We’d like to share a story from one of our members.
A very personal and moving story from one of our Hello Sunday Morning’s Kozi Moonlight Adventure participants! In this week’s blog, we sit down with Shea Steinkellner. Shea talks about his own personal journey with alcohol, grief and the pain and challenges of caring for a parent (as an adult) who had alcohol dependencies.
As we are taking a closer look at the impact a loved one’s drinking can have on a family for this week’s blog, we would like to give a heads-up to those who have lost a loved one due to alcohol or who are currently going through it. If this is you, we suggest that maybe you might want to give this blog a miss.
“Janet, your liver is now functioning at 10 per cent. If you continue to drink alcohol, there will be little we can do to help you.”
Whack! At least that’s what my body felt. My mum, however, didn’t flinch. It was as if she hadn’t even heard this brutal summary from her gastroenterologist. I hoped the enormity of this information would eventually sink in, and that Mum would finally see what was so clearly obvious to the rest of us – that she needed to stop drinking.
After we became aware of the seriousness of Mum’s dependency on alcohol, she would do multiple spells in detox and rehab, at various facilities across Melbourne, Australia. Each stint brought fresh hope of finding the solution. Sadly, that hope would fade, as inevitably Mum would resume drinking soon after being discharged. My family and I tried our best to offer support and love. With tears in our eyes, we would plead with her to stop, but at times it felt as if we were talking to a brick wall. The need for alcohol to cope with past trauma was too strong for her.
The constant drinking had a myriad of medical implications on her body. Her work also started to suffer, colleagues noticing changes in Mum’s behaviour, appearance, and performance.
Previously in this job, and throughout her life as an adult and a mother, my mum had been the epitome of hard work. Mum eventually had to stop working due to one particular incident at work. Not long after, we moved Mum into a retirement village, hoping a more community-based environment might improve her mental health and decrease the need for solo drinking. It did the opposite. Her sense of isolation increased, and her mental health deteriorated. After another long hospital admission, Mum’s medical team told us plainly that at the age of just 63, she needed 24-hour care. So, my family and I had to make the heart-breaking decision to move Mum into aged care.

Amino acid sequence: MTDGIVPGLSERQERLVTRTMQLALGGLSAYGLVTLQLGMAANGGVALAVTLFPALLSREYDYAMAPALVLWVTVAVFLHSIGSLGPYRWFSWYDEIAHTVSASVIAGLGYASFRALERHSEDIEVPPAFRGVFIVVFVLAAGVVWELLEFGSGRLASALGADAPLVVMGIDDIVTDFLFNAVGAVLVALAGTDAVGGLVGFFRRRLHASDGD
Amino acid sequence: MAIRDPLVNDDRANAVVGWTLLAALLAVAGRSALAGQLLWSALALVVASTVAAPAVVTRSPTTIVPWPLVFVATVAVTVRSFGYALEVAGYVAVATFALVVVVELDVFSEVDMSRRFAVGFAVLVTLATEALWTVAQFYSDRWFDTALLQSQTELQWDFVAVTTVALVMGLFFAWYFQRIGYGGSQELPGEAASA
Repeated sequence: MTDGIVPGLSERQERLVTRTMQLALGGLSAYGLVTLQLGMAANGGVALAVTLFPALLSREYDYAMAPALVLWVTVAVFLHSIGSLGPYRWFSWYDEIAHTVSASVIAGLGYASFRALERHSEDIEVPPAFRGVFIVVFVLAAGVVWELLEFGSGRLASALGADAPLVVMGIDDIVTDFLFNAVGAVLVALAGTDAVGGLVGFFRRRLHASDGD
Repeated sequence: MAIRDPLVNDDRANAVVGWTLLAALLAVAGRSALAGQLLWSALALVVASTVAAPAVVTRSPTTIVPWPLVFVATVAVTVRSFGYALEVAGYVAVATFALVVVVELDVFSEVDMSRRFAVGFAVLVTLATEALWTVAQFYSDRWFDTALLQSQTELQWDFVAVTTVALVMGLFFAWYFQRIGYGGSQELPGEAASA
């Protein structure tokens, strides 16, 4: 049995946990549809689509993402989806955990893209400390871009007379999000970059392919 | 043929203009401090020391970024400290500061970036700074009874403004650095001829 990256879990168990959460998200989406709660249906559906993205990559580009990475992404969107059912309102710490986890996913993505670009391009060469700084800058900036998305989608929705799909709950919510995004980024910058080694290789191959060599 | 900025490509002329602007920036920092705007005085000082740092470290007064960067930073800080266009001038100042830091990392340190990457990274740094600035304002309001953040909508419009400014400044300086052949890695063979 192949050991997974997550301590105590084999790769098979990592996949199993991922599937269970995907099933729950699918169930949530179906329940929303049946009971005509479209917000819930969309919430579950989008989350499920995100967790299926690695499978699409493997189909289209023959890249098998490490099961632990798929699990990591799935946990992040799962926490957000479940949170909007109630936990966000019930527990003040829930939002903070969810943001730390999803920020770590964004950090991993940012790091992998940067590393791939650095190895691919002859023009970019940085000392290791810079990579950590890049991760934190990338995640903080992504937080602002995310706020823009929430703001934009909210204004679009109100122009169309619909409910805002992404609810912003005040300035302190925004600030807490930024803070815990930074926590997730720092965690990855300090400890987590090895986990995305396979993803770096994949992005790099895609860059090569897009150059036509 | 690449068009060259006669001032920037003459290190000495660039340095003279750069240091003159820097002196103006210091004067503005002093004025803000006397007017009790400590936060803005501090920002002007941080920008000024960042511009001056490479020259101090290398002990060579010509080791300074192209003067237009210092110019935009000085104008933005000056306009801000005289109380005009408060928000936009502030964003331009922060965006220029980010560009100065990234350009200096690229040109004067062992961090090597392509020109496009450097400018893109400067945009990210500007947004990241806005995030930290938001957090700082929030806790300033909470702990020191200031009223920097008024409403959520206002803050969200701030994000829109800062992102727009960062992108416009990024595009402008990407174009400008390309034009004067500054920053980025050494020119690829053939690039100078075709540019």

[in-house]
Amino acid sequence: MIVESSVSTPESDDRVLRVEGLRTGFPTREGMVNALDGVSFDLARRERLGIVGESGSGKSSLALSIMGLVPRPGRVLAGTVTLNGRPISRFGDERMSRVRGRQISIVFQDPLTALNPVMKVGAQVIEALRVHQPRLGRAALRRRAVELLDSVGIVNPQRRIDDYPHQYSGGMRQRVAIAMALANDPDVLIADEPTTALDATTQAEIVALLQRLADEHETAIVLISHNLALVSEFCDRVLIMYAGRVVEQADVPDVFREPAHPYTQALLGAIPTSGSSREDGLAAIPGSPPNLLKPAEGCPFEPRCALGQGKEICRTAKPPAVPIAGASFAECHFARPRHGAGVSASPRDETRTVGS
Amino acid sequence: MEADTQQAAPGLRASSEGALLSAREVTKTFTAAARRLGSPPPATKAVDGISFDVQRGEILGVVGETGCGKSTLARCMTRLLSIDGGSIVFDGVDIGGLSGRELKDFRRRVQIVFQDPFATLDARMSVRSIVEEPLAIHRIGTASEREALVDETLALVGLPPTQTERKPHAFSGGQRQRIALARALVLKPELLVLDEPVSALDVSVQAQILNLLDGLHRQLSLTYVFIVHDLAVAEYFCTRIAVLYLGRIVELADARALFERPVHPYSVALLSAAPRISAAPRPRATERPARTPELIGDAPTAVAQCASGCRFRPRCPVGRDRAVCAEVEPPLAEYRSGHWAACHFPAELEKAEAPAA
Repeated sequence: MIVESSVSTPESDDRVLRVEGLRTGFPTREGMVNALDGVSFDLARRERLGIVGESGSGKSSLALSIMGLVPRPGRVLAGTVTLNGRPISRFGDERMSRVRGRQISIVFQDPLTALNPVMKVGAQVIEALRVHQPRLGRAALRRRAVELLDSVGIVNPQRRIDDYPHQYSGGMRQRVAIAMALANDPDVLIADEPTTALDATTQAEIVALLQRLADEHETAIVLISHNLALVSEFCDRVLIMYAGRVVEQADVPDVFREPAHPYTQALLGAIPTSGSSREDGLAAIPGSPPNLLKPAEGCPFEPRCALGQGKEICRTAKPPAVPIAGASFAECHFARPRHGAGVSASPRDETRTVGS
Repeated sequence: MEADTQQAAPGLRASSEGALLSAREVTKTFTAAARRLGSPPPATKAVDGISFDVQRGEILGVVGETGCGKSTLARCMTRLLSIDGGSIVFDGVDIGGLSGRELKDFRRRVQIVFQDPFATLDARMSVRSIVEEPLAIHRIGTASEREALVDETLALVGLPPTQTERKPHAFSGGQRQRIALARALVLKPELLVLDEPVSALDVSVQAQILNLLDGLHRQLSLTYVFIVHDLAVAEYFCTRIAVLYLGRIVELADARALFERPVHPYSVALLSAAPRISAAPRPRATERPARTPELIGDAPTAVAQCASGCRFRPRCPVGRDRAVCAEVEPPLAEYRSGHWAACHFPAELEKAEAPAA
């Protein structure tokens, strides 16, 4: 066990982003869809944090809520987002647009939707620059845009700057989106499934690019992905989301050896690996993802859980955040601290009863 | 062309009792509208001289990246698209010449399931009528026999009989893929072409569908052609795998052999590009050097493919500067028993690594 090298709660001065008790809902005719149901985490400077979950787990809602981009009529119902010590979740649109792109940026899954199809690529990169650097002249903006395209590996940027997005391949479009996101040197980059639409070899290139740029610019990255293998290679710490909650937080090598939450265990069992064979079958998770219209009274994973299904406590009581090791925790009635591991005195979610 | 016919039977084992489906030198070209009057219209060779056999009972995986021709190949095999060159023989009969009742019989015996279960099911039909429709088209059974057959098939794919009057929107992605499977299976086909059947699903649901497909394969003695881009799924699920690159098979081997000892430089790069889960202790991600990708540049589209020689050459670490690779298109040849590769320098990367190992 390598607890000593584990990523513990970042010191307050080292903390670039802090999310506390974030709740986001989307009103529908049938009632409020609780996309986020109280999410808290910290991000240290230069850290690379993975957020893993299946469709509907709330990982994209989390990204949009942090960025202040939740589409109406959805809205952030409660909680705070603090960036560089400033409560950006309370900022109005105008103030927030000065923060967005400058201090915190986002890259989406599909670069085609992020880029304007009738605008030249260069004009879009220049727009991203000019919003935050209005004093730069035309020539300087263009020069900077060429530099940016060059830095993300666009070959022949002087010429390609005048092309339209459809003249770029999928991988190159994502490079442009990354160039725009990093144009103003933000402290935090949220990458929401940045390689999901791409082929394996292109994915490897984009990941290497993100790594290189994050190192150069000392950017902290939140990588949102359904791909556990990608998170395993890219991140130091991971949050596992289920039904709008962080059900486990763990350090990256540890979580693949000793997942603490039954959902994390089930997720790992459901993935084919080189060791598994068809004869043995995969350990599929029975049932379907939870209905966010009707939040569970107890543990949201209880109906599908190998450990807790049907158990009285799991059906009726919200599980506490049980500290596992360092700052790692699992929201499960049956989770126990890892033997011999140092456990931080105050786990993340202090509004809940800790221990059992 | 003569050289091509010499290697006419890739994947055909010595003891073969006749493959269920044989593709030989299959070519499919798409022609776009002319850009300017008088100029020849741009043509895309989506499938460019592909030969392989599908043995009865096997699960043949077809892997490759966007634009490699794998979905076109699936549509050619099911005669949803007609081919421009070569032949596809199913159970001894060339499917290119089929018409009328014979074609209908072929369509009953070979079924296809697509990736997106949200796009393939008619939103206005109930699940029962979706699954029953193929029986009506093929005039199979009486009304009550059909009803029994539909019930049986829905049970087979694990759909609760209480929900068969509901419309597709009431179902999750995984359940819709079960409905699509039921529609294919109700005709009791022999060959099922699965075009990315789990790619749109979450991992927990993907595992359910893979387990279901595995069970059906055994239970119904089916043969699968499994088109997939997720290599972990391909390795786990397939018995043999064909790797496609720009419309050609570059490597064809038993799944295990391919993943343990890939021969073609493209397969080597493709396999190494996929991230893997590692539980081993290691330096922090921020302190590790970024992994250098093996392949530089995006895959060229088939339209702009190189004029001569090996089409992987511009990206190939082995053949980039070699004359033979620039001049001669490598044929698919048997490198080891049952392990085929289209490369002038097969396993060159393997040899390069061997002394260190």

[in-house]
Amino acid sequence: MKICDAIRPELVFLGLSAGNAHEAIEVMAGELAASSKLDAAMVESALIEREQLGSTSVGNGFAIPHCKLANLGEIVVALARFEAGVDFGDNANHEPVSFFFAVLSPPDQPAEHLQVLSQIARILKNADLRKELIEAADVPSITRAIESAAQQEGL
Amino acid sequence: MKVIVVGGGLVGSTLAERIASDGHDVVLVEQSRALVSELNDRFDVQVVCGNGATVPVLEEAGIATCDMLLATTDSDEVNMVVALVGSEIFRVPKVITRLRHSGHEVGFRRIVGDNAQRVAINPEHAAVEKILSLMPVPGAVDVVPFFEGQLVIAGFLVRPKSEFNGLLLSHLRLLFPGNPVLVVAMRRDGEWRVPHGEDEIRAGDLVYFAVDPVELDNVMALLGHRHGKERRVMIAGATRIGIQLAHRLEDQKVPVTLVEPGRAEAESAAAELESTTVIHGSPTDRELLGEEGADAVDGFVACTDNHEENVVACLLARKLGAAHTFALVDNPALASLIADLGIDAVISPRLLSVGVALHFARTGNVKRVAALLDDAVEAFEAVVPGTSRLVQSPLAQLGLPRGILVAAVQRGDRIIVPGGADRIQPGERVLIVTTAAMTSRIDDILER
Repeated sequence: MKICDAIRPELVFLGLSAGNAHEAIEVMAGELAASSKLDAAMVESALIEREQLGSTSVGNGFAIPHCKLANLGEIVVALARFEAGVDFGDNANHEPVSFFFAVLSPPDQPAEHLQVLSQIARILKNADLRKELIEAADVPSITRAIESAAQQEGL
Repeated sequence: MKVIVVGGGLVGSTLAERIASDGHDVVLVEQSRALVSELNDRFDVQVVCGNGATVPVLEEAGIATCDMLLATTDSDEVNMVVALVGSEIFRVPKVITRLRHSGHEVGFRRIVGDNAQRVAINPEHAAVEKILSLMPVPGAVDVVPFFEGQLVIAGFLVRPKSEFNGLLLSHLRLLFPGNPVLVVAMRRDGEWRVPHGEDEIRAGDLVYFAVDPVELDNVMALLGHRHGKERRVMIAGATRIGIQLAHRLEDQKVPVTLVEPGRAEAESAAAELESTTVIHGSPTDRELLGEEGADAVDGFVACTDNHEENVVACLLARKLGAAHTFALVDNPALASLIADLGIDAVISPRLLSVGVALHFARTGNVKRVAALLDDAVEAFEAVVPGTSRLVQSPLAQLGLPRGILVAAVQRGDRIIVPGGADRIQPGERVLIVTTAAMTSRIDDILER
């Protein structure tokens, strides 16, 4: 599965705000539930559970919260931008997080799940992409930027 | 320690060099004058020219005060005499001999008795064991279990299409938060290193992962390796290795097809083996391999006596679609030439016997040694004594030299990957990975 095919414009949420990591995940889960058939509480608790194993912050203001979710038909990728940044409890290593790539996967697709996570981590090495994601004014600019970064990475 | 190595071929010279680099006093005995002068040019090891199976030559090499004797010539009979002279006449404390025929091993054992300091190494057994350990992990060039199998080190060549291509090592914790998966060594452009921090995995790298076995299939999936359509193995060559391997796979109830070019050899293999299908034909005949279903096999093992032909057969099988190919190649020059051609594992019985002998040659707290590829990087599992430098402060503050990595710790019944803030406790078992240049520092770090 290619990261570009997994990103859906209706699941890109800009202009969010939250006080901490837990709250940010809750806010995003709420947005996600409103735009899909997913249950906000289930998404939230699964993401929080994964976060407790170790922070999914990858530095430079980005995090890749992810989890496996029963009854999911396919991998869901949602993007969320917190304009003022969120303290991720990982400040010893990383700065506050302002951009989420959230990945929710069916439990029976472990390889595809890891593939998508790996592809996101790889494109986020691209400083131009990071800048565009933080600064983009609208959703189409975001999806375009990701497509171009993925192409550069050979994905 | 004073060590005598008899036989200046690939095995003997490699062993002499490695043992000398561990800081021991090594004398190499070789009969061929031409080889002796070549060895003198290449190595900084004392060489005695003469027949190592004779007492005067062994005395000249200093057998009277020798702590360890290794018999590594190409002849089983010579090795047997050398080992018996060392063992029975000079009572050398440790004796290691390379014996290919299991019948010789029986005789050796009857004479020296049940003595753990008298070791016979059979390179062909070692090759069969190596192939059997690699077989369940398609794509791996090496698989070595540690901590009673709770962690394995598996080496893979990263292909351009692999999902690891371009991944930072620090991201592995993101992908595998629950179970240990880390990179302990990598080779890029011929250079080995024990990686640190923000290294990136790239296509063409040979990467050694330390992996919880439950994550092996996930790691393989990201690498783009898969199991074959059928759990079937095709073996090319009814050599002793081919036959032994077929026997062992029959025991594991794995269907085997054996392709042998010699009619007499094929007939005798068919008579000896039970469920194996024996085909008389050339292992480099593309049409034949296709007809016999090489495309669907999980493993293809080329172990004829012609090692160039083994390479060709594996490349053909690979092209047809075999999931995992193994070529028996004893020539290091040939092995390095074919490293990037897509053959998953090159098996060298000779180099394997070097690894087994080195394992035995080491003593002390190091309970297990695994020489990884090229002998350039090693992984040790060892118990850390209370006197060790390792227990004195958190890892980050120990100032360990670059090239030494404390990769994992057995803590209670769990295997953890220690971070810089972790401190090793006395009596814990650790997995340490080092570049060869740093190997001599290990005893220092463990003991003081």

2019 saw the arrival of my daughter, which I thought would have been an incentive for Mum to change her relationship with alcohol. While she had so much love for her only grandchild, it still wasn’t enough. I would take her to visit Mum as much as I could, but it became more from a sense of obligation than love. The years of heartache trying in vain to help Mum had taken their toll. I basically grieved for Mum over these years, going through periods of empathy and understanding, sadness, but also resentment and anger.
Mum's battle with alcohol would give me cause to reflect on my drinking history and my relationship with alcohol.
My wife and I watched Shaun Micallef’s brilliant doco series ‘On the Sauce,’ and it had a profound effect on us. It was the catalyst to start my own “sober curious” journey, sourcing material on this lifestyle from podcasts, books and online, while also starting to try alcohol-free alternatives, such as non-alcoholic beer and mocktails. After successfully doing a couple of sober stints, I decided 2021 would be a booze-free year.
The experiment was a success for me. I didn’t miss alcohol and I didn’t feel like I lost anything by not drinking. I discovered some great alcohol-free alternative drinks that I enjoyed and I relished a year without experiencing any hangovers. However, that year presented other significant challenges for me, including enduring more Covid lockdowns in Melbourne, parenting a vivacious toddler, and losing my father to cancer. Despite these difficulties, I stuck to my plan, which resulted in me feeling happier, healthier, and more present as a husband and father.
In May 2022, we received the news that Mum’s chronic liver disease had reached its end stage, and she was referred to the palliative care team. Mum passed away in late November, leaving us with a range of emotions. Though I had been grieving her for some time, her passing was still overwhelming, filled with regret, disappointment, empathy, resentment, pain, and deep sadness. Writing her funeral speech was difficult. I remembered her as a caring mother, devoted daughter, and active community member, but struggled to see past the gloom that her drinking had cast over the last few years.
On the night of my mum's funeral, I joined the Hello Sunday Morning Kozi Moonlight Challenge, which I had previously considered, but felt wasn't the right time.
But now, it felt like a positive way to deal with the darkness of Mum’s story and aid in my own healing journey. I hope to honour her memory and make a difference by preventing others from experiencing the same pain.
Want to know how Shea went on the Hello Sunday Morning’s Kozi Moonlight Adventure? Did he reach the summit of Australia’s highest peak in time for the sunrise? Stay tuned! This is the end of the first part of Shea’s story. In the second part, Shea will be sharing how the challenge went, the community he has found since publicly talking about his mum and his thoughts on the future.